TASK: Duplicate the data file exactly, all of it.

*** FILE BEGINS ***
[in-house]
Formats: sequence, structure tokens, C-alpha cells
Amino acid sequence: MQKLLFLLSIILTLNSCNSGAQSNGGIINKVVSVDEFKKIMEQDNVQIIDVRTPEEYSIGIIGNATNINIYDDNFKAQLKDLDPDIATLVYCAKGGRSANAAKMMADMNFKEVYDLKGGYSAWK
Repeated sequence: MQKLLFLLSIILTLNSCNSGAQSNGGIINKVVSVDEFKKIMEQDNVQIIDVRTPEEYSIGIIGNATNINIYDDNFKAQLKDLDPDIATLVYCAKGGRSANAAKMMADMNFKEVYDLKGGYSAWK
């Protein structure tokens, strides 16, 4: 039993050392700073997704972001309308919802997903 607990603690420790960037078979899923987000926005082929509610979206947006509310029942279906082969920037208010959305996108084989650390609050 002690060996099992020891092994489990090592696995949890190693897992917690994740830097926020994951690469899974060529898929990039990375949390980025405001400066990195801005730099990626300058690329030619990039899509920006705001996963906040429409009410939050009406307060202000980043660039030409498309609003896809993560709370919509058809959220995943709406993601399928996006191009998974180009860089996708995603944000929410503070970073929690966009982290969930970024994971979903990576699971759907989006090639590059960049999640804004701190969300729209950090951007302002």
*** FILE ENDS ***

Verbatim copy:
[in-house]
Formats: sequence, structure tokens, C-alpha cells
Amino acid sequence: MQKLLFLLSIILTLNSCNSGAQSNGGIINKVVSVDEFKKIMEQDNVQIIDVRTPEEYSIGIIGNATNINIYDDNFKAQLKDLDPDIATLVYCAKGGRSANAAKMMADMNFKEVYDLKGGYSAWK
Repeated sequence: MQKLLFLLSIILTLNSCNSGAQSNGGIINKVVSVDEFKKIMEQDNVQIIDVRTPEEYSIGIIGNATNINIYDDNFKAQLKDLDPDIATLVYCAKGGRSANAAKMMADMNFKEVYDLKGGYSAWK
């Protein structure tokens, strides 16, 4: 039993050392700073997704972001309308919802997903 607990603690420790960037078979899923987000926005082929509610979206947006509310029942279906082969920037208010959305996108084989650390609050 002690060996099992020891092994489990090592696995949890190693897992917690994740830097926020994951690469899974060529898929990039990375949390980025405001400066990195801005730099990626300058690329030619990039899509920006705001996963906040429409009410939050009406307060202000980043660039030409498309609003896809993560709370919509058809959220995943709406993601399928996006191009998974180009860089996708995603944000929410503070970073929690966009982290969930970024994971979903990576699971759907989006090639590059960049999640804004701190969300729209950090951007302002």